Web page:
BEIRUT, Lebanon - Lebanese Prime Minister Fuad Saniora said Wednesday that he refused to have any direct contact with Israel and Lebanon would be the last Arab country to ever sign a peace deal with the Jewish state.
"Let it be clear, we are not seeking any agreement until there is just and comprehensive peace based on the Arab initiative," he said.
He was referring to a plan that came out of a 2002 Arab League summit in Beirut. It calls for Israel to return all territories it conquered in the 1967 Mideast war, the establishment of a Palestinian state with Jerusalem as its capital and a solution to the Palestinian refugee problem - all in exchange for peace and full normalization of Arab relations with Israel.
Israel has long sought a peace deal with Lebanon, but Beirut has hesitated as long as Israel's conflicts with the Palestinians and Syria remained unresolved.
Saniora said Lebanon wants to go back to the 1949 armistice agreement that formally ended the Arab-Israeli war over Israel's creation.
Also on Wednesday, a Hezbollah cabinet minister said that the guerrilla group will not release two captured Israeli soldiers unconditionally, and that they would only be freed in a prisoner exchange.
"There will be no unconditional release. This is not possible," Minister of Energy and Hydraulic Resources Mohammed Fneish said in Beirut. He is one of two Hezbollah members in Lebanon's Cabinet.
"There should be an exchange through indirect negotiations. This is the principle to which Hezbollah and the resistance are adhering," he said.
Israeli Prime Minister Ehud Olmert said earlier Wednesday that the Israel-Hezbollah cease-fire could be "a cornerstone to build a new reality between Israel and Lebanon."
Israeli Foreign Minister Tzipi Livni and U.N. Secretary-General Kofi Annan also said they hoped the cease-fire deal could evolve into a full-fledged peace agreement between Israel and Lebanon.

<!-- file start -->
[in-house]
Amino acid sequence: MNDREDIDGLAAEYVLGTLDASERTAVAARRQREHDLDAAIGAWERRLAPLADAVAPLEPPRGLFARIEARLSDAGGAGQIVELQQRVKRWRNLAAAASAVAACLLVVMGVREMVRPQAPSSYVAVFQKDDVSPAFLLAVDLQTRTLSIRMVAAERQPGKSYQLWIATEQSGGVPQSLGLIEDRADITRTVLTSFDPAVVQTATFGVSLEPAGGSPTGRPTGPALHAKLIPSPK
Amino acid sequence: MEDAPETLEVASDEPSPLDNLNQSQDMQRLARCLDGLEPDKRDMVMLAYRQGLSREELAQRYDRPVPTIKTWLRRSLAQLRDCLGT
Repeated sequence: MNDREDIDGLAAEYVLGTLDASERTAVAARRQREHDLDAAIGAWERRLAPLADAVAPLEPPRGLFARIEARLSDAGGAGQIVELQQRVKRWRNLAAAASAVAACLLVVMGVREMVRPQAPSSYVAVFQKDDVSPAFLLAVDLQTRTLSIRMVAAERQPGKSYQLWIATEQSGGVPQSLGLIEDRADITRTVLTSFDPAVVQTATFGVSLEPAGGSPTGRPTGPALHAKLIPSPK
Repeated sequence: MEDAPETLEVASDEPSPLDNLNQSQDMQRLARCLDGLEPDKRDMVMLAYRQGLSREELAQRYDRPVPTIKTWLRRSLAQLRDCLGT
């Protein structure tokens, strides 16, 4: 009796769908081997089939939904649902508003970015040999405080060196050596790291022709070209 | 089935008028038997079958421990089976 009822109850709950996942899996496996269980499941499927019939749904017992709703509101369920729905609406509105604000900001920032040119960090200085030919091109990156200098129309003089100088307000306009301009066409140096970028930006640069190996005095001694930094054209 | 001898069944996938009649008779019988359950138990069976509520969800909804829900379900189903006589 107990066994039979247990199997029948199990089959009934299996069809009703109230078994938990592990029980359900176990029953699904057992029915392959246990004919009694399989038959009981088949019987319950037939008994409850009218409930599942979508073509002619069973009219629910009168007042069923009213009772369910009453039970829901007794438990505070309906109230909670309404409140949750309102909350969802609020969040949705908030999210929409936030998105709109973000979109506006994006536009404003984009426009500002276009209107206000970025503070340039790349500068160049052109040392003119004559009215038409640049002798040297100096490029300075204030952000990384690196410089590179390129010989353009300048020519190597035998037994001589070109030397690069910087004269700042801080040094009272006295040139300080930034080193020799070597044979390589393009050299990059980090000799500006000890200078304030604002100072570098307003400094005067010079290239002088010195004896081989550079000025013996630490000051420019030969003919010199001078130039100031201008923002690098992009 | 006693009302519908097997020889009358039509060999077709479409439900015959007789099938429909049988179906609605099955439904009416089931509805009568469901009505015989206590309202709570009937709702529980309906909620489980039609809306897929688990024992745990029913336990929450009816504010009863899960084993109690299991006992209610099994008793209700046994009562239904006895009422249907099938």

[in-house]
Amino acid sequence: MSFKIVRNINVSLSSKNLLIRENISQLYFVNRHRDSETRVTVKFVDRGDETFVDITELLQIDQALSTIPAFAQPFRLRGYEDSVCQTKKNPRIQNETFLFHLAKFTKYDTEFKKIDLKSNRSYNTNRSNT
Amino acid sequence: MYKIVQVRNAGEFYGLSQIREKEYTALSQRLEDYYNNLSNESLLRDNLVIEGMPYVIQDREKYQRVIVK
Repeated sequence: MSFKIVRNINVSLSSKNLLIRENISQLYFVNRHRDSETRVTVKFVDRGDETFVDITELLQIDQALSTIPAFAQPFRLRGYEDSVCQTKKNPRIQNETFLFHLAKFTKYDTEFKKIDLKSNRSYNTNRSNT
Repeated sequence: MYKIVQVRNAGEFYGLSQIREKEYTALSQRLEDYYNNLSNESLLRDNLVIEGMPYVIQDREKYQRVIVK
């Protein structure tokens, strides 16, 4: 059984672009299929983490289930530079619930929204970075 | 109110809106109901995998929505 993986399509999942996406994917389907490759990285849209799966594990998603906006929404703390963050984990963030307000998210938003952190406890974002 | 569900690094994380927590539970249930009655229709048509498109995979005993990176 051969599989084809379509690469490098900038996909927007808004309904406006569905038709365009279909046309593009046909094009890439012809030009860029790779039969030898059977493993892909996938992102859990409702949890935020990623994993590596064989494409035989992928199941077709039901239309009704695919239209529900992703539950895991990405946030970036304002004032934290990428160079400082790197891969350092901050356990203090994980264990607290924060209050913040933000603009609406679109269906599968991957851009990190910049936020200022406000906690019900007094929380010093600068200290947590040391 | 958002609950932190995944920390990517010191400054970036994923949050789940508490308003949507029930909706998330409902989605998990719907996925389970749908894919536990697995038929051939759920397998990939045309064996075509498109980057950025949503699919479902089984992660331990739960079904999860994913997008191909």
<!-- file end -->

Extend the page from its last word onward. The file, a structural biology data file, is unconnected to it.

Implementation of the cease-fire "gives us a foundation to move forward and settle the differences between Israel and Lebanon once and for all, to establish a durable peace," Annan said.
Also Wednesday, Saniora said that his government would pay $33,000 per house to compensate residents whose homes were destroyed by Israeli attacks. The government has been criticized for being slow to respond with financial support for people who lost homes in the fighting.
Saniora said 130,000 housing units had been destroyed or damaged in more than a month of Israeli airstrikes and ground fighting with Hezbollah guerrillas, mostly in south Lebanon. He did not give a breakdown of the completely destroyed houses.
Hezbollah launched rebuilding campaigns in its strongholds within days of the Aug. 14 cease-fire, burnishing its support among residents.
Saniora said he would ask delegates to an international donors' conference in Sweden on Thursday to take responsibility for rebuilding specific villages hit by Israeli attacks. Organizers of the conference are aiming to raise $500 million in aid for Lebanon, Sweden's aid minister said Tuesday.
The European Commission said Wednesday it will pledge $54 million at the conference on top of the $64 million that the European Union's head office has already earmarked for emergency relief to Lebanon.